9. annually since about 2015, Kier provided Highways England with information setting out in vast, anonymised detail the way they propose to charge people rates
10. The information is complex providing (cost components for hundreds of Kier employees paid at a variety of different rates) HE therefore use random sampling, a ‘spot check’ methodology for assessing the rates proposed to be charged, by requesting and examining the backing evidence supplied by Kier.
11. The outcome of the review is a set of people rates.
12. These people rates are to recommend as those Highways England agree to pay, for all work performed by Kier in Area 9 under the ASC – that is to say, both scheme work, and repair work.


Appendix B

Extracts from Appeal No. EA/2018/0104

The request: I am seeking with regard to this specific issue:
‘The rates stated to be used by each contractor for each contract’.

30. Mr Carney explained that the withheld information consists of the rates and prices offered by bidders in relation to the tender in 2012 of the ASC for Area 10 (the “ASC Rates”). The ASC rates set an estimated target price for pre-planned work by the contractor. The successful bidding contractor’s performance is then judged against these targets through a “pain and gain” share – if the actual cost of the work exceeds the target the contractor bears part of the additional cost, and if the actual cost is less than the target the contractor shares in some of the savings. The ASC rates are a complex set of calculations by each bidding contractor based on their own methodology.

31. Mr Carney’s evidence was that the DCP rates are very different.

These are the actual charges by contractors to either HE or third parties* for emergency responses and repairs.

*the same rates are used for HE & TP’s.

31. The same elements as set out in the ASC Rates (e.g. plant, labour and materials costs) may be used to set DCP rates. However, this does not mean that DCP rates can be identified from the ASC Rates set out in the withheld information


Appendix C

Extracts from Appeal No: EA/2019/0119 (Full Decision – 028 091219 DECISION)

12. HE argued that the Appellant had fundamentally misunderstood the way the contract operates; “defined costs” in the form of DCP rates did not exist. There were said instead to be the ASC rates in the contract (that is pricing schedules, rates tendered by the supplier during the procurement process to build a target cost model). This position was, it was argued, recently upheld by the First Tier Tribunal in EA/2018/0104.

It was held in that decision by the Tribunal (who had seen the withheld information) that these were ASC rates and could not be interpreted as ‘DCP rates’.

14. HE’s position is that there are no DCP rates and that this had been an unfortunate turn of phrase (by Mr Carney). It maintains that there is no such schedule or set of rates relating to DCP either held by HE or on its behalf by Kier.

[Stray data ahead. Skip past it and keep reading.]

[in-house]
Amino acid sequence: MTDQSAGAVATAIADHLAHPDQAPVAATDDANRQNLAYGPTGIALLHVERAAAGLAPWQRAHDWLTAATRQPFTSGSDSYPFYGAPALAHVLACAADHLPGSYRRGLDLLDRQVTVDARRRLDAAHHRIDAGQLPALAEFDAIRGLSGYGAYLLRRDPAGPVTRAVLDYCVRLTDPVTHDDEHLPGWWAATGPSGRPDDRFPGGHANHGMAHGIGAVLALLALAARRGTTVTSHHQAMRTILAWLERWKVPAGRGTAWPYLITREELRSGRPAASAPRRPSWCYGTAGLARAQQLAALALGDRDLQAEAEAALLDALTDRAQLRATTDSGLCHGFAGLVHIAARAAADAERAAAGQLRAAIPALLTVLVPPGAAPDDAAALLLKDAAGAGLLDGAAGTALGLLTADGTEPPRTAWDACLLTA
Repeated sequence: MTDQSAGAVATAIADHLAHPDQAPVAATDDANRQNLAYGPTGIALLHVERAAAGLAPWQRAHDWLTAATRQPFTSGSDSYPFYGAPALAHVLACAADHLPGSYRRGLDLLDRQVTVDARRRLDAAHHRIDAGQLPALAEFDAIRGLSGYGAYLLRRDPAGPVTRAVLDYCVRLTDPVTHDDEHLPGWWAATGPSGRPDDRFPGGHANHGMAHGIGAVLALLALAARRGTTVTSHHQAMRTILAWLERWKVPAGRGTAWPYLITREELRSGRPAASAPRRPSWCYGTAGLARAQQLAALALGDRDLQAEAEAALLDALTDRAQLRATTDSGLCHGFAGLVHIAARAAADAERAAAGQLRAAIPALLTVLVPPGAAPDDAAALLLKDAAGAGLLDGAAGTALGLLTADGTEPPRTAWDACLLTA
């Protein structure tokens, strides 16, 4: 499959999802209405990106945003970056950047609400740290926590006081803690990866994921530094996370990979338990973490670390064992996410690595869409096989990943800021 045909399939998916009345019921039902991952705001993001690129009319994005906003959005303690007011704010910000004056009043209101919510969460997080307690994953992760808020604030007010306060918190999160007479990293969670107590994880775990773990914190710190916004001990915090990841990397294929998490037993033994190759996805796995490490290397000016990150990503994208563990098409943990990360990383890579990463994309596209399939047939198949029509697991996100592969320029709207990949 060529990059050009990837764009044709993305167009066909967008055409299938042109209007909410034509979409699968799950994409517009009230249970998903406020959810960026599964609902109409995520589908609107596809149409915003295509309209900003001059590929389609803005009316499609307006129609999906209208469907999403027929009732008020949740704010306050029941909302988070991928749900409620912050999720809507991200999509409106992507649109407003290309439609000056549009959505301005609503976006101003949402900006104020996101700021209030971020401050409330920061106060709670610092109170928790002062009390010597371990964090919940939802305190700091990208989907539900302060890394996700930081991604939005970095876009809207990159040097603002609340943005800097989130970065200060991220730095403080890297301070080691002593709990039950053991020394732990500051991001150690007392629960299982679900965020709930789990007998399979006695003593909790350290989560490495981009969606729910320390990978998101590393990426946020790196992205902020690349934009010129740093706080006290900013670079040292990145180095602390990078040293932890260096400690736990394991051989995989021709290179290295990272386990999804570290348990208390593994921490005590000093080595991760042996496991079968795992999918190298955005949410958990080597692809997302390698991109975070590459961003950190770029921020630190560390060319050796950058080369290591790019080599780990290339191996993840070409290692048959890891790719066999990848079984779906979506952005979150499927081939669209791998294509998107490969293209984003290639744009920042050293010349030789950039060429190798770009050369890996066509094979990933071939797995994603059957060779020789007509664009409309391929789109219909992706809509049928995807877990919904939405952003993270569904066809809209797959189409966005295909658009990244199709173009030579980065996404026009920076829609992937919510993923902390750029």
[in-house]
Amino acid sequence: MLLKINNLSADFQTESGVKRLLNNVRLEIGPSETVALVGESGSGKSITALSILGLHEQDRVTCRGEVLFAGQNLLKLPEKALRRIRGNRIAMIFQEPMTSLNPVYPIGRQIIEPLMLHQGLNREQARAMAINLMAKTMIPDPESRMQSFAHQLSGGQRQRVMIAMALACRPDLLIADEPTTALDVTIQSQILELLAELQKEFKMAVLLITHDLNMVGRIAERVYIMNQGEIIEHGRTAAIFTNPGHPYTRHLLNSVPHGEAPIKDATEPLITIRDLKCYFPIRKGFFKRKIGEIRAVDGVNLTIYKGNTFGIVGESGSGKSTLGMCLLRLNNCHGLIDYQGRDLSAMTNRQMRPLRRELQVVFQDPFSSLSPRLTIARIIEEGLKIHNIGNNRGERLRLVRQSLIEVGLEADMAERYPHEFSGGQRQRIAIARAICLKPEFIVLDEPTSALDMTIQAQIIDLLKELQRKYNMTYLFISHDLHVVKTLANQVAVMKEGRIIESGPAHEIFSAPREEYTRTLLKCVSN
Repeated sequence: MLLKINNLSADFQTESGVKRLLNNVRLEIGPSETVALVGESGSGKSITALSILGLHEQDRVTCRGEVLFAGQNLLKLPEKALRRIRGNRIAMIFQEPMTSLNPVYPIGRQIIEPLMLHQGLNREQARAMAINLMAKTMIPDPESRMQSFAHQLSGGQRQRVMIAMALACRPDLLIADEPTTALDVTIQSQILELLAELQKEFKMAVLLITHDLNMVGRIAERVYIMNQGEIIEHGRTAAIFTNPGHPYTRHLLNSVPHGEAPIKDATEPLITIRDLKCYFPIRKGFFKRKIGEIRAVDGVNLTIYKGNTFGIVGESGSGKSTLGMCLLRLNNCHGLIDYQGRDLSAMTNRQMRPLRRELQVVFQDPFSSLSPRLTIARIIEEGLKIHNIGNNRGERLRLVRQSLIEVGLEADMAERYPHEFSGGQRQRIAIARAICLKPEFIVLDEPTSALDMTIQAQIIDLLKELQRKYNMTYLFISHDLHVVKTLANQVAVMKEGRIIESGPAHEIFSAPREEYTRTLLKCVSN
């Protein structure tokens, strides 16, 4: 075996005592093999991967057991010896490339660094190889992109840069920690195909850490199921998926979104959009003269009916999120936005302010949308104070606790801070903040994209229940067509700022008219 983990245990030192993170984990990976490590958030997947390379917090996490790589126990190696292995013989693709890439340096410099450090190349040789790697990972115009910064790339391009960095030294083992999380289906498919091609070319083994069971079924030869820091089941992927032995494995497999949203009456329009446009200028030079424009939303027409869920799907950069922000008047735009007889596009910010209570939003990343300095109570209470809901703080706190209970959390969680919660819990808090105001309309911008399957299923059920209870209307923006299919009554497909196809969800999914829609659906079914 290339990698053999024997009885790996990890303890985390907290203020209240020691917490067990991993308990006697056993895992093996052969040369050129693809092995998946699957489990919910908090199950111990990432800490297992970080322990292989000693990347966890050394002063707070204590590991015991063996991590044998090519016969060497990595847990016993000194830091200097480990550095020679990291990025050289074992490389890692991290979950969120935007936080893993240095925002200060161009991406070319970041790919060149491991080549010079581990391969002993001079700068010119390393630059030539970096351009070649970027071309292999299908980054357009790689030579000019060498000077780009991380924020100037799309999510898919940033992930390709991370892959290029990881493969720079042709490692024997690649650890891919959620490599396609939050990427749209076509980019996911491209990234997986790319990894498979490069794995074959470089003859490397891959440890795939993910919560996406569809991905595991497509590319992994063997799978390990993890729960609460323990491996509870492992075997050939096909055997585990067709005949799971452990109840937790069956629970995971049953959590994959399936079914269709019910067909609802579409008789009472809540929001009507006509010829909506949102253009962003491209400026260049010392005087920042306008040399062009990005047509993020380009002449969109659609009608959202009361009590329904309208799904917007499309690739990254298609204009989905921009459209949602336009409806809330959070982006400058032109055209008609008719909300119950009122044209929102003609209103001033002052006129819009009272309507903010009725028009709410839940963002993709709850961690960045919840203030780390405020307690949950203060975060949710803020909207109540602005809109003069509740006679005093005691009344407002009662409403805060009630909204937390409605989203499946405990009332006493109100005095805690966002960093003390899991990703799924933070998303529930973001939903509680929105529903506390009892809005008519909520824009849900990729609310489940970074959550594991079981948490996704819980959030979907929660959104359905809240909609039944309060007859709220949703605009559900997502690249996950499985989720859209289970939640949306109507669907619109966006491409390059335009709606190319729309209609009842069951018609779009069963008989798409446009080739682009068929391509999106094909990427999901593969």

The only set of rates as such are the ASC rates (target rates provided during the tender process albeit raised by a set uplift each year).

Mr Carney explained that he had referred to there being DCP rates as the Appellant himself had produced information from Keir, given to him voluntarily, which clearly related to DCP. Mr Carney maintained that this was all he was referring to, including that these could not be commercially sensitive as, self-evidently, Keir did not see the information that way, as they had given it to the Appellant.

15. From the oral evidence, the Tribunal ascertained that contractors, in this case Keir, when undertaking work under their contracts with HE would use the ASC rates (which were updated every year) to work out an estimate on a particular job, and then by reference to that, decide whether it fell above or below the £10K threshold. If above, broadly speaking, Keir would pass its invoice to HE who would pay Keir, HE is picking up the responsibility for recovery of the costs from the driver or their insurer who incurred the DCP.

The costs charged would be based on the ASC target rates but would then be subject to the ‘pain/gain’ adjustment process under the contract. The HE staff would carry out a rough and ready check on monthly invoices based on their knowledge of the cost of such schemes. The monthly invoices would contain the actual rates applied for the specific DCP repairs, which the HE staff would expect to be broadly consistent with ASC rates. The Tribunal noted that it might be said that these rates were, in practice, approved by the HE by the invoices going ahead without challenge (this not being formal approval, but rather an absence of challenge).

20.  The Tribunal was clear that the only rates in existence held by HE or the contractors on HE behalf were indeed the ASC rates. These were a component of how contractors charged for DCP work but no more than that.